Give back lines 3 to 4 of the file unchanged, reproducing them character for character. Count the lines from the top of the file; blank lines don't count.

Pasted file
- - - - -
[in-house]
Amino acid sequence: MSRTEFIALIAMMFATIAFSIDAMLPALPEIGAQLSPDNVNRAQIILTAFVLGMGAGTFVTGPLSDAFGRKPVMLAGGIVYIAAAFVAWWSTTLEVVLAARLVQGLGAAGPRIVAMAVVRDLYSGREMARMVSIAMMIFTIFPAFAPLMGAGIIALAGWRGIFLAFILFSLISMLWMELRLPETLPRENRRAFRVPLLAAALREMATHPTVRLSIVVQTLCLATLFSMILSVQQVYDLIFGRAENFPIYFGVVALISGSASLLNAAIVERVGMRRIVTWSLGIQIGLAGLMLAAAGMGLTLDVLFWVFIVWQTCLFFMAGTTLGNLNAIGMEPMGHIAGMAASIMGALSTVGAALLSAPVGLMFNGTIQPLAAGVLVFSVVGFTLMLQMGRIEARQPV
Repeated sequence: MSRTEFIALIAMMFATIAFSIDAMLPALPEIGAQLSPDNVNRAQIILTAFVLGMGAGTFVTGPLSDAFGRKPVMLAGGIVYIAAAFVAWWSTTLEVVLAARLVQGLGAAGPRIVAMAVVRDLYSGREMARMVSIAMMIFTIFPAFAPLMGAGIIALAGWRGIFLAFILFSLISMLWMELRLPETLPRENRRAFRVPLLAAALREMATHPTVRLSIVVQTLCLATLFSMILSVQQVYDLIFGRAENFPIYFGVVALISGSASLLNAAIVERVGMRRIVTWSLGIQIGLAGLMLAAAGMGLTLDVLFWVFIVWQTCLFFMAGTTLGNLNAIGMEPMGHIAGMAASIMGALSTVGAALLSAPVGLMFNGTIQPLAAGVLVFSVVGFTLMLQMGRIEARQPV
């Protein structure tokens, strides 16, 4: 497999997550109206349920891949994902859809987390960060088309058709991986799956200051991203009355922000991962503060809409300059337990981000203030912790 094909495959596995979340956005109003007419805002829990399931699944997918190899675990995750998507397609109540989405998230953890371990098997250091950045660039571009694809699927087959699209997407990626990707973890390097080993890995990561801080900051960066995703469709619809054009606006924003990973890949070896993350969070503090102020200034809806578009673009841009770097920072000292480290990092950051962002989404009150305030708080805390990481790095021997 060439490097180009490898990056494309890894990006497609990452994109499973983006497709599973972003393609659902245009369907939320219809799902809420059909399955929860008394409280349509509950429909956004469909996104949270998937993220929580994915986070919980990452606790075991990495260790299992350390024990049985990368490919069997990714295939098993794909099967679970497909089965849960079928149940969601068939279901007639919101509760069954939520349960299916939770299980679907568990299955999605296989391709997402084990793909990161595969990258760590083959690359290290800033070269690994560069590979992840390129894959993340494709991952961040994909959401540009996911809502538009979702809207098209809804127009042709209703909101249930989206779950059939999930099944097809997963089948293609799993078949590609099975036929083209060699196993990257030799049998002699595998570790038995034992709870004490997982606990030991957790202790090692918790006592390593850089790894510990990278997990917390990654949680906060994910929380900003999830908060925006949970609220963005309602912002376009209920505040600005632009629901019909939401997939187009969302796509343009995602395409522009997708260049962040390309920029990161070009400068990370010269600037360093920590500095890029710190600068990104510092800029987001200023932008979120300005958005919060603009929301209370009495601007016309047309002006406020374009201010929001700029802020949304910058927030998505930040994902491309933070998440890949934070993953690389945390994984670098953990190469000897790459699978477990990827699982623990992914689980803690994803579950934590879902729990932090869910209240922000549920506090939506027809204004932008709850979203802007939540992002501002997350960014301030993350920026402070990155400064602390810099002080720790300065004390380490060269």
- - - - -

Repeated sequence: MSRTEFIALIAMMFATIAFSIDAMLPALPEIGAQLSPDNVNRAQIILTAFVLGMGAGTFVTGPLSDAFGRKPVMLAGGIVYIAAAFVAWWSTTLEVVLAARLVQGLGAAGPRIVAMAVVRDLYSGREMARMVSIAMMIFTIFPAFAPLMGAGIIALAGWRGIFLAFILFSLISMLWMELRLPETLPRENRRAFRVPLLAAALREMATHPTVRLSIVVQTLCLATLFSMILSVQQVYDLIFGRAENFPIYFGVVALISGSASLLNAAIVERVGMRRIVTWSLGIQIGLAGLMLAAAGMGLTLDVLFWVFIVWQTCLFFMAGTTLGNLNAIGMEPMGHIAGMAASIMGALSTVGAALLSAPVGLMFNGTIQPLAAGVLVFSVVGFTLMLQMGRIEARQPV
């Protein structure tokens, strides 16, 4: 497999997550109206349920891949994902859809987390960060088309058709991986799956200051991203009355922000991962503060809409300059337990981000203030912790 094909495959596995979340956005109003007419805002829990399931699944997918190899675990995750998507397609109540989405998230953890371990098997250091950045660039571009694809699927087959699209997407990626990707973890390097080993890995990561801080900051960066995703469709619809054009606006924003990973890949070896993350969070503090102020200034809806578009673009841009770097920072000292480290990092950051962002989404009150305030708080805390990481790095021997 060439490097180009490898990056494309890894990006497609990452994109499973983006497709599973972003393609659902245009369907939320219809799902809420059909399955929860008394409280349509509950429909956004469909996104949270998937993220929580994915986070919980990452606790075991990495260790299992350390024990049985990368490919069997990714295939098993794909099967679970497909089965849960079928149940969601068939279901007639919101509760069954939520349960299916939770299980679907568990299955999605296989391709997402084990793909990161595969990258760590083959690359290290800033070269690994560069590979992840390129894959993340494709991952961040994909959401540009996911809502538009979702809207098209809804127009042709209703909101249930989206779950059939999930099944097809997963089948293609799993078949590609099975036929083209060699196993990257030799049998002699595998570790038995034992709870004490997982606990030991957790202790090692918790006592390593850089790894510990990278997990917390990654949680906060994910929380900003999830908060925006949970609220963005309602912002376009209920505040600005632009629901019909939401997939187009969302796509343009995602395409522009997708260049962040390309920029990161070009400068990370010269600037360093920590500095890029710190600068990104510092800029987001200023932008979120300005958005919060603009929301209370009495601007016309047309002006406020374009201010929001700029802020949304910058927030998505930040994902491309933070998440890949934070993953690389945390994984670098953990190469000897790459699978477990990827699982623990992914689980803690994803579950934590879902729990932090869910209240922000549920506090939506027809204004932008709850979203802007939540992002501002997350960014301030993350920026402070990155400064602390810099002080720790300065004390380490060269």